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Eating Disorder Treatments To Get Major Medicare Boost

Australians who are struggling with an eating disorder will save thousands in treatment costs from tomorrow thanks to a big boost in what they will be allowed to claim on Medicare.

From Friday, patients with anorexia and other eligible disorders will be able to claim up to 60 treatment sessions in one year, including 40 psychological and 20 dietetic sessions.

This is a big boost in help when compared to current treatment, which covers only 10 rebated therapy sessions and five rebated dietetic sessions, according to clinical psychologist Dr Sarah Maguire.

"The increase in rebated sessions will save patients thousands of dollars and help ease the financial burden on those with eating disorders and their families," she said.

It's the first time specific item numbers have been allocated to eating disorders on the Medicare Benefits Schedule (MBS), and experts have said the change will ease the financial burden for sufferers who are on their path to recovery.

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WARNING: The following story discusses anorexia and mental illness and may be triggering for some individuals.

Approximately one in 20 Australians live with an eating disorder, which includes anorexia nervosa, bulimia nervosa, binge eating and other specified eating disorders.

While eating disorders have one of the highest rates of any mental illness, research has found more than 70 percent of patients do not receive treatment.

Sydney woman Ash said she remembers her life being consumed by her eating disorder.

Ash said she lived with an eating disorder for over four years. Now, she's fully recovered. Image: Supplied

Ash said she began showing worrying signs when she was 19, as an "innocent" health kick turned sinister.

"I started developing a much more obsessive relationship with food and the fear started to creep in," she told 10 daily.

 It consumed my life quite quickly.

Ash said she visited a GP who specialised in eating disorders and was soon admitted to an inpatient facility for treatment of anorexia nervosa.

She stayed there for about 13 weeks before relapse saw her twice re-admitted over the course of a year.

"It really overtook every part of my life; I knew nothing except my illness," she said, adding that her work life and relationships with family and friends suffered.

Ash is now 26 and is fully recovered, but it's been a long and difficult journey, that in some ways started when she left hospital.

For about two years, Ash said saw a dietitian every week and a psychiatrist every two weeks, alongside out-patient sessions.

"Recovery can take a long time and attention. While I was mentally able to put in the hard work I needed, I was only as good as the team around me," she said.

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It seems like a lifetime ago when I would walk around, always carrying my small notebook and a pen.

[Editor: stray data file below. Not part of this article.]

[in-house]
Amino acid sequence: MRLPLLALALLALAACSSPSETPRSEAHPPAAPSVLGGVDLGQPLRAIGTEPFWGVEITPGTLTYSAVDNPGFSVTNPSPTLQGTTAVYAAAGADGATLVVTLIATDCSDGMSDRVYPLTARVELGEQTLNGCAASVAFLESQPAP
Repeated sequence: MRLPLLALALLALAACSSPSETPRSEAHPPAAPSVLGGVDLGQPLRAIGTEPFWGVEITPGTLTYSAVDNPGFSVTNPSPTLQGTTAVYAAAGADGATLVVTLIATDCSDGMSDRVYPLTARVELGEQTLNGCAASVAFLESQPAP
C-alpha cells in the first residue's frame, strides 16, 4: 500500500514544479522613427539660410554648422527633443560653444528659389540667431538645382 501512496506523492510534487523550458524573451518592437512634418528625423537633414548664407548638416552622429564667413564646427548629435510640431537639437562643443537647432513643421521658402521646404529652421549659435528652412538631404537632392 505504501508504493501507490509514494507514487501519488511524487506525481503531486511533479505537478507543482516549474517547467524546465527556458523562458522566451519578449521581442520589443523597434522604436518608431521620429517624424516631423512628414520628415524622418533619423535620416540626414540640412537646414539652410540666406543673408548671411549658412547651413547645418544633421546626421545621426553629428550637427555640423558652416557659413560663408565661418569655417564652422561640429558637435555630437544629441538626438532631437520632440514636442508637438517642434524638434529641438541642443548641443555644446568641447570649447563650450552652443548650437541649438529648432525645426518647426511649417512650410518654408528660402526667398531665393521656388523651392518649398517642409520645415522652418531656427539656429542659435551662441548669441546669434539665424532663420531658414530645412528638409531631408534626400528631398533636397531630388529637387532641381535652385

While Ash had private health insurance, she said she knew of others who weren't in the same financial position to access adequate treatment.

"I know friends who had to ration their ten sessions of therapy," she said.

She said the changes are an important step forward for many sufferers.

"Having access to care when you need it, as often as you need it, is so important during that recovery period," she said.

Ash said the MBS changes are an important step forward for other sufferers. Image: Supplied

Health Minister Greg Hunt said the life-saving services are part of the government's commitment to supporting people with eating disorders.

"The government is also investing in research to support prevention and better identification and treatment of eating disorders," he told 10 daily.

Butterfly Foundation chief executive Kevin Barrow said the changes were a much-needed reform for people with serious mental illness.

"We know that, with the right intervention and support, full recovery is possible," Barrow said.

The Australian New Zealand Academy of Eating Disorders (ANZAE) has welcomed the changes but warned patients to seek out clinicians with experience in treating eating disorders.

From November 1 more eating disorder treatments will be covered by Medicare. Image: Getty

"Effective treatment requires well-coordinated teams of skilled mental health, dietetic and medical professionals,” ANZAE President, Dr Kim Hurst said.

Patients would have to be assessed to have an eating disorder by a GP.

The changes will also allow an eligible patient to get a rebate to develop an eating disorder plan, a formal specialist review by a consultant and regular GP reviews of their progress for the treatment plan.

The plan would expire and need to be reviewed at the end of each 12 month period.

To talk to somebody about disordered eating, speak to your local GP, contact one of the specialists listed by the InsideOut Institute, or for confidential support, call the Butterfly Foundation on 1800 33 4673.

Contact the author ebrancatisano@networkten.com.au